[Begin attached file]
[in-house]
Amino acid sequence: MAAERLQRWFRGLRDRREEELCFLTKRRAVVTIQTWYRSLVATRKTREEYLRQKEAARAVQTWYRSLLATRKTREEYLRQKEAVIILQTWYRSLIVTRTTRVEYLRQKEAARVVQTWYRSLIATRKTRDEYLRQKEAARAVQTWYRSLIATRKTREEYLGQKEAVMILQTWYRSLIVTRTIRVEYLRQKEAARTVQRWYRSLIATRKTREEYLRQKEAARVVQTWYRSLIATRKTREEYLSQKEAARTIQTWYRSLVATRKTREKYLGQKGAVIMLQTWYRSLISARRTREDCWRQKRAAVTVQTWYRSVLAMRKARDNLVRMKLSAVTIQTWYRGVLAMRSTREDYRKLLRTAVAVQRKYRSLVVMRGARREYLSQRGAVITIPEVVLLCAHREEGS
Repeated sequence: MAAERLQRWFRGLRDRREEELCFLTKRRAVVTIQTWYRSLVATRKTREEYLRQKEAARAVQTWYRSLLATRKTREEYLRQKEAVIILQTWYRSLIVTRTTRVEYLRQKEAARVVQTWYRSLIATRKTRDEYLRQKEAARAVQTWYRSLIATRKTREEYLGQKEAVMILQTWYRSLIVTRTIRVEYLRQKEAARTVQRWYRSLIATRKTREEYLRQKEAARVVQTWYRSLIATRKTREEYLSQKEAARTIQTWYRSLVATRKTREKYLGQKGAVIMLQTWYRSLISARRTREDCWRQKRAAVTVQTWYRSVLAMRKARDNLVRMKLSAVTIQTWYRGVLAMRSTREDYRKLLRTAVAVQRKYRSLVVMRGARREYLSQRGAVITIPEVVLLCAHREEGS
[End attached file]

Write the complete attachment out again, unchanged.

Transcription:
[in-house]
Amino acid sequence: MAAERLQRWFRGLRDRREEELCFLTKRRAVVTIQTWYRSLVATRKTREEYLRQKEAARAVQTWYRSLLATRKTREEYLRQKEAVIILQTWYRSLIVTRTTRVEYLRQKEAARVVQTWYRSLIATRKTRDEYLRQKEAARAVQTWYRSLIATRKTREEYLGQKEAVMILQTWYRSLIVTRTIRVEYLRQKEAARTVQRWYRSLIATRKTREEYLRQKEAARVVQTWYRSLIATRKTREEYLSQKEAARTIQTWYRSLVATRKTREKYLGQKGAVIMLQTWYRSLISARRTREDCWRQKRAAVTVQTWYRSVLAMRKARDNLVRMKLSAVTIQTWYRGVLAMRSTREDYRKLLRTAVAVQRKYRSLVVMRGARREYLSQRGAVITIPEVVLLCAHREEGS
Repeated sequence: MAAERLQRWFRGLRDRREEELCFLTKRRAVVTIQTWYRSLVATRKTREEYLRQKEAARAVQTWYRSLLATRKTREEYLRQKEAVIILQTWYRSLIVTRTTRVEYLRQKEAARVVQTWYRSLIATRKTRDEYLRQKEAARAVQTWYRSLIATRKTREEYLGQKEAVMILQTWYRSLIVTRTIRVEYLRQKEAARTVQRWYRSLIATRKTREEYLRQKEAARVVQTWYRSLIATRKTREEYLSQKEAARTIQTWYRSLVATRKTREKYLGQKGAVIMLQTWYRSLISARRTREDCWRQKRAAVTVQTWYRSVLAMRKARDNLVRMKLSAVTIQTWYRGVLAMRSTREDYRKLLRTAVAVQRKYRSLVVMRGARREYLSQRGAVITIPEVVLLCAHREEGS